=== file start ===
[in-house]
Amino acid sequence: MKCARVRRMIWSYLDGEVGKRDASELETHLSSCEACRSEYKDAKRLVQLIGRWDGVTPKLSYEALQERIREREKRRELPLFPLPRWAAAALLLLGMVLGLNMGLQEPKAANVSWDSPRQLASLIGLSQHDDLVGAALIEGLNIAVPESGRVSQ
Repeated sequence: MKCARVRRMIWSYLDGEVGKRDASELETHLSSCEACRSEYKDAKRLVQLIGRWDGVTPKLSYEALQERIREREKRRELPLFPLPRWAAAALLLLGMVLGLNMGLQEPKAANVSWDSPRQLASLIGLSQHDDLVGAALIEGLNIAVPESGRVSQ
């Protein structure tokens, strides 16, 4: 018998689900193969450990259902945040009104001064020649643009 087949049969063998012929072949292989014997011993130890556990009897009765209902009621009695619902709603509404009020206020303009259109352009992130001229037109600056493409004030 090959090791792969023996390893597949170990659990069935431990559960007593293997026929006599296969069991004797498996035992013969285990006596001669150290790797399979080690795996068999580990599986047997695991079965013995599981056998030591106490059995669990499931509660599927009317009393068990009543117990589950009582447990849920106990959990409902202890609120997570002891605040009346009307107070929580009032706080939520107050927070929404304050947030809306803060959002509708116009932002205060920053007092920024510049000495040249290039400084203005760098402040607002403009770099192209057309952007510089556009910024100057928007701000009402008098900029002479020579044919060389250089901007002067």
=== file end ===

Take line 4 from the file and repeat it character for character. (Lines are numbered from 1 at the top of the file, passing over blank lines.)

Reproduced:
């Protein structure tokens, strides 16, 4: 018998689900193969450990259902945040009104001064020649643009 087949049969063998012929072949292989014997011993130890556990009897009765209902009621009695619902709603509404009020206020303009259109352009992130001229037109600056493409004030 090959090791792969023996390893597949170990659990069935431990559960007593293997026929006599296969069991004797498996035992013969285990006596001669150290790797399979080690795996068999580990599986047997695991079965013995599981056998030591106490059995669990499931509660599927009317009393068990009543117990589950009582447990849920106990959990409902202890609120997570002891605040009346009307107070929580009032706080939520107050927070929404304050947030809306803060959002509708116009932002205060920053007092920024510049000495040249290039400084203005760098402040607002403009770099192209057309952007510089556009910024100057928007701000009402008098900029002479020579044919060389250089901007002067």